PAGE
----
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Reducing the iron burden and improving survival in transfusion-dependent thalassemia patients: current perspectives

Authors Bayanzay K, Alzoebie L

Received 15 August 2015

Accepted for publication 8 June 2016

Published 8 August 2016 Volume 2016:7 Pages 159—169


Checked for plagiarism Yes

Review by Single-blind

Peer reviewer comments 2

Editor who approved publication: Dr Martin Bluth

Karim Bayanzay, Lama Alzoebie

Department of Hematology, Gulf Medical University, Ajman, United Arab Emirates

Abstract: Hypertransfusion regimens for thalassemic patients revolutionized the management of severe thalassemia; transforming a disease which previously led to early infant death into a chronic condition. The devastating effect of the accrued iron from chronic blood transfusions necessitates a more finely tuned approach to limit the complications of the disease, as well as its treatment. A comprehensive approach including carefully tailored transfusion protocol, continuous monitoring and assessment of total body iron levels, and iron chelation are currently the mainstay in treating iron overload. There are also indications for ancillary treatments, such as splenectomy and fetal hemoglobin induction. The main cause of death in iron overload continues to be related to cardiac complications. However, since the widespread use of iron chelation started in the 1970s, there has been a general improvement in survival in these patients.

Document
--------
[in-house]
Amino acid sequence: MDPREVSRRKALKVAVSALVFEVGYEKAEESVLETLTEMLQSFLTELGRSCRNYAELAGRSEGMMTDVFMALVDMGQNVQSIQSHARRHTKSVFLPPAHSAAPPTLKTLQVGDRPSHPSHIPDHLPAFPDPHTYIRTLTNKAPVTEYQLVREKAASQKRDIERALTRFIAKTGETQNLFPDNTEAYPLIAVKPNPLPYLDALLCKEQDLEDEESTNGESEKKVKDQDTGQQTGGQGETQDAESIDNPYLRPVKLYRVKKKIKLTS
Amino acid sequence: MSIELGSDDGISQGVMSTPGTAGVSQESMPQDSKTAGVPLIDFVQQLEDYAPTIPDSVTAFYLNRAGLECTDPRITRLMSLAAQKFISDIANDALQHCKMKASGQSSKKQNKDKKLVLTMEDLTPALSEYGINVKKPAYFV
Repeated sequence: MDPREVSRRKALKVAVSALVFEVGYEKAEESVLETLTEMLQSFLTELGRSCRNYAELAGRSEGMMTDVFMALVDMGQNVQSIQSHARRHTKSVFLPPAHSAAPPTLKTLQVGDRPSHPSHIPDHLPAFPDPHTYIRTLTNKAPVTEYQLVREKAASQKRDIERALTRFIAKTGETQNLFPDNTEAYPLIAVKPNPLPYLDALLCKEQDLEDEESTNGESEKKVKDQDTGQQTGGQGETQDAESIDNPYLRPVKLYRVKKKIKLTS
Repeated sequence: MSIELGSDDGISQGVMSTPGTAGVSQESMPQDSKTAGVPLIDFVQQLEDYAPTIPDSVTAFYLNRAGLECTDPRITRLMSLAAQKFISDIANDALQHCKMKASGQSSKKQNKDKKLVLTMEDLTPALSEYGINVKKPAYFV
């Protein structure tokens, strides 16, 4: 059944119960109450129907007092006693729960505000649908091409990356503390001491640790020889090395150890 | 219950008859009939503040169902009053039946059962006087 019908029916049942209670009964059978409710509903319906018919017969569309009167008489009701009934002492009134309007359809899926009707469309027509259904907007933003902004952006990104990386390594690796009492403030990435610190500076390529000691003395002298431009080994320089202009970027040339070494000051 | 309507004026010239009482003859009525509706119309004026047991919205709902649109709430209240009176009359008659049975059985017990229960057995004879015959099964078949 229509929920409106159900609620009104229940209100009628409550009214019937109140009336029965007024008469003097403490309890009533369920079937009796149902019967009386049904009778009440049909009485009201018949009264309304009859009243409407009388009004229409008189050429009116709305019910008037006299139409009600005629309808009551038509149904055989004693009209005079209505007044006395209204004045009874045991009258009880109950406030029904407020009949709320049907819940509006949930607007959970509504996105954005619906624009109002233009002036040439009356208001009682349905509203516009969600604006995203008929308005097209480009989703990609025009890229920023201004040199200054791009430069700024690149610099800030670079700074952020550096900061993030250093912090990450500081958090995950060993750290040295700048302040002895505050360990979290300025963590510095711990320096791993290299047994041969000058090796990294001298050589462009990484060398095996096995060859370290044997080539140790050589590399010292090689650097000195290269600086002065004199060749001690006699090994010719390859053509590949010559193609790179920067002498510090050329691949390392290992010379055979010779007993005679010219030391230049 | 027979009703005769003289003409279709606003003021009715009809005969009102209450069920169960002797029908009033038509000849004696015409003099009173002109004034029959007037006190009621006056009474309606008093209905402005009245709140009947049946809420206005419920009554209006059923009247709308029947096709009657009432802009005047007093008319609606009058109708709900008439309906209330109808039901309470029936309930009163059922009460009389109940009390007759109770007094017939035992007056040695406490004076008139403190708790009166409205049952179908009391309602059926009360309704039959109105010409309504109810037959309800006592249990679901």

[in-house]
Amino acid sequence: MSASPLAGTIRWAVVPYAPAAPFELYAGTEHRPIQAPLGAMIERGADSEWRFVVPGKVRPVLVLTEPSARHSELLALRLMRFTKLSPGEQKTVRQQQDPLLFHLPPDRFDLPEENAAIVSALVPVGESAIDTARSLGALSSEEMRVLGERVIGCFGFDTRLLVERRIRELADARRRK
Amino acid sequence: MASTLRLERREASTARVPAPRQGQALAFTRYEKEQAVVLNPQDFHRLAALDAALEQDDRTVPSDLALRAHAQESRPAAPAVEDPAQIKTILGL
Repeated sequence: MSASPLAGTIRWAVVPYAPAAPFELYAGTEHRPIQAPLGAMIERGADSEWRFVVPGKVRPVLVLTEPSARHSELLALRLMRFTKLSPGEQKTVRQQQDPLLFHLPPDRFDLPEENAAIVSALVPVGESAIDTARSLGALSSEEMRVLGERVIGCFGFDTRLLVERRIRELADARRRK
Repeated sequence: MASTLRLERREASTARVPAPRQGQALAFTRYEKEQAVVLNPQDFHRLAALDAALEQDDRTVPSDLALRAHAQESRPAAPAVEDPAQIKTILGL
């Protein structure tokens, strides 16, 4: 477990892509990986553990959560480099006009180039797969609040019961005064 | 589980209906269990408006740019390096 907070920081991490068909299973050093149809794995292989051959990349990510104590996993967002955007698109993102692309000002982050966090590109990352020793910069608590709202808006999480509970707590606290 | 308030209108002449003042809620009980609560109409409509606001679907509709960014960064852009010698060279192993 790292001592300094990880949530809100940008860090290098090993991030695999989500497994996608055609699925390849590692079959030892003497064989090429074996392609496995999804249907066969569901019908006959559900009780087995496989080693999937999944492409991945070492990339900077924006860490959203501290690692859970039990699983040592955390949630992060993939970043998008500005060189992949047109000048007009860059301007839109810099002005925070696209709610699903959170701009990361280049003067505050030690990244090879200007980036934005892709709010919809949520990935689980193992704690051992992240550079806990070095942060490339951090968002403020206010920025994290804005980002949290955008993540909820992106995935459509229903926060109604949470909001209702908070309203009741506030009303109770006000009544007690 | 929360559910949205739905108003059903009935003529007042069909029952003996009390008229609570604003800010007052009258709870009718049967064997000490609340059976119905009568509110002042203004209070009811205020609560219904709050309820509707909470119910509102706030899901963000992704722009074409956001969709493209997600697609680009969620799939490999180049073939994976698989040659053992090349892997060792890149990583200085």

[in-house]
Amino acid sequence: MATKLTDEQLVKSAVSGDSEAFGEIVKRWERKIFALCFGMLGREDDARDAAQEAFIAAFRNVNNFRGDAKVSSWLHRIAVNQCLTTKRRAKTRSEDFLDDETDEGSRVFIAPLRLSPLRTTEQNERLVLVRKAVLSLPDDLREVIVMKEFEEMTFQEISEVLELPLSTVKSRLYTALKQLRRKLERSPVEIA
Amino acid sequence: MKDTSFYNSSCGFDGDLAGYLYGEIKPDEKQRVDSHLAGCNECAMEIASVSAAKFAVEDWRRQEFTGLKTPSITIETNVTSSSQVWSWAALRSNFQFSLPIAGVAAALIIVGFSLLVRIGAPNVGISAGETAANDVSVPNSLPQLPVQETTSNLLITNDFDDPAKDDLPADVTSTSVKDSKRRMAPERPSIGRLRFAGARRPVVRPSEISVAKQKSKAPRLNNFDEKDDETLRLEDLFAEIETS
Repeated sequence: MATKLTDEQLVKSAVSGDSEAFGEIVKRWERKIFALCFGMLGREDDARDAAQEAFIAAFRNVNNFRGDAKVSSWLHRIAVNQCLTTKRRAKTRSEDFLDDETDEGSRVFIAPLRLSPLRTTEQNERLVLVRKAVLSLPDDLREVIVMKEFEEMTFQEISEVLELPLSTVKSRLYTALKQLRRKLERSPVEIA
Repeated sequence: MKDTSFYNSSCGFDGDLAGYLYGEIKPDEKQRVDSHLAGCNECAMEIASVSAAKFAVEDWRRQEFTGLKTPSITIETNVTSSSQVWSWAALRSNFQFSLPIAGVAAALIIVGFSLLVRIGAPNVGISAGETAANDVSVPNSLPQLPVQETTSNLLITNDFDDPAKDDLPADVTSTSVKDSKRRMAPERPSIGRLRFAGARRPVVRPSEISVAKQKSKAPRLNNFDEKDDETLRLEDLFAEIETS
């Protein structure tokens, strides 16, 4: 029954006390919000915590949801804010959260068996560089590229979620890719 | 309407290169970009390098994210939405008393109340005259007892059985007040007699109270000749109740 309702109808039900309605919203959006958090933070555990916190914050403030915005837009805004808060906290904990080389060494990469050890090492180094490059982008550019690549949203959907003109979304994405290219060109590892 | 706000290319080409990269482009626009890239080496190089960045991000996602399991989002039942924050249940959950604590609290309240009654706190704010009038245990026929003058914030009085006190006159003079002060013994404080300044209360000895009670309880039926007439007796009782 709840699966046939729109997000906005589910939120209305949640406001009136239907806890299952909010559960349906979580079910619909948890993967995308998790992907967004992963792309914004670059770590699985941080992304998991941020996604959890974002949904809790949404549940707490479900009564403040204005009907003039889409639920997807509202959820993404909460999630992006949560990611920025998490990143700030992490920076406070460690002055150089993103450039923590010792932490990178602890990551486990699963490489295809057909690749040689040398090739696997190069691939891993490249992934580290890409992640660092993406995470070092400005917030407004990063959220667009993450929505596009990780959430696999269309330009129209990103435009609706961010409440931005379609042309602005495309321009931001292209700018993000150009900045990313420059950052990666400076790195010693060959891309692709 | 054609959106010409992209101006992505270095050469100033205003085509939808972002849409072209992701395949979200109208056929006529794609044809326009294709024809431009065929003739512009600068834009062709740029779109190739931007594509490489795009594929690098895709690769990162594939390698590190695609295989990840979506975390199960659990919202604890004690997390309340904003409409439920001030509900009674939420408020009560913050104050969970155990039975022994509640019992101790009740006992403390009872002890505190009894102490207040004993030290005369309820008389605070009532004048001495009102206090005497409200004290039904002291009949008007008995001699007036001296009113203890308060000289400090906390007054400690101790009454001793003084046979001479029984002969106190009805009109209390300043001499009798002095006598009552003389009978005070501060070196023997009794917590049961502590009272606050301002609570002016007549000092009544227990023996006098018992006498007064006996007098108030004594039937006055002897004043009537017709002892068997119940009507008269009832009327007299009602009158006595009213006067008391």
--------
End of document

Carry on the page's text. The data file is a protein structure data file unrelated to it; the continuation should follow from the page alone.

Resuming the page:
Keywords: hematology, chelators, deferoxamine, deferiserox, deferiprone, liver iron concentration, iron overload, serum ferritin concentration, hepatic iron storage, iron chelation therapy

Corrigendum for this paper has been published

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